We had a very nice sail up from Stewart Island to Dunedin, one of New Zealand’s earliest population centers. It was an overnight, chilly slog with the wind at our back. We had moderate seas that built just enough to remind us where we were in the world. At the end of it, we gratefully turned into the long channel that leads up the river to Dunedin.
We are a little heavy to safely tug on the old docks at the Otago Yacht Club which is close to downtown, but Barry worked hard to find us space in Port Chalmers, a little distance downriver. At the same time Allan, a local fisherman, and friend of a friend, was pulling strings to get us on the Fisherman’s dock. Allan was successful and we sidled up next to the fleet of fishing boats. After getting water and reassessing we decided Banyan was just not salty enough to side tie to some poles in a tidal area with nothing but the occasional tire and our little fenders. We chickened out and decided to take the mooring.
Seldom have we felt more welcomed into a new place. Right away we were joined on board for a visit by Jan Jopson and her dog Taz. Jan used to babysit me back in the day and has kept up with our doings. It was the beginning of what became a very social time for us—especially in contrast to our time through Fiordland and Stewart Island!
Jan and Neville, her husband, immediately took us under their wing. From dinners at their home, nights out experiencing Dunedin’s folk scene, to mountain biking in Naseby, we’ve done a ton of fun things with them and their son Michael. We will never be able to thank them enough for their gifts of time, resources, and friendship. We felt very loved and enjoyed every minute.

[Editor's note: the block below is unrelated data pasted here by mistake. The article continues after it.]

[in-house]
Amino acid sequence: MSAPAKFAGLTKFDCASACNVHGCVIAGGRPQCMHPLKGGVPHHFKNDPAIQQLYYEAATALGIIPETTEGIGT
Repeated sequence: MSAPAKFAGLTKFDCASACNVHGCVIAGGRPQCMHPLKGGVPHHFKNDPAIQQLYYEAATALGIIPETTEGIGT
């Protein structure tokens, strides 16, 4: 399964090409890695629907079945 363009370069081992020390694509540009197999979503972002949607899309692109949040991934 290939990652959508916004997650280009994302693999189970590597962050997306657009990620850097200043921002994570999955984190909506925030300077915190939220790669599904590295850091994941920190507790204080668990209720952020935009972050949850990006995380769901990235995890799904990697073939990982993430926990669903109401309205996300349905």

In addition to long-time family friends, Dunedin harbored some new friends as well. After doing masses of laundry upon arrival, we got ready for the Suzuki music workshop that both girls attended. We met up again with many families we had gotten to know in Timaru during the summer camp. We shared dinners with these friends and lots of great conversation.
We also spent some really enjoyable evenings with a young family currently dreaming and planning for their own sailing adventure. We’d met them in a bay on Stewart Island and enjoyed spending more time with them and hearing about their plans and dreams—reminding us of ourselves a few years ago.
We couldn’t leave the Dunedin area without traveling to New Zealand’s high desert, and most notable wine country, Central Otago. Cameron made some inquiries and was aided by a few Kiwi winemaker friends to set up some appointments. The area looks so much like eastern Washington and Oregon that it was almost disorienting! Unsurprisingly, the wines were delicious and the people lovely.
This morning we turned on the engine at 5 am to depart Dunedin with a plan to head to Oamaru, a small but character-filled town along the east coast, famed for its steam punkiness and quaint downtown. We are motor sailing along and watching the sun come up, enjoying a crisp clear fall day on the water.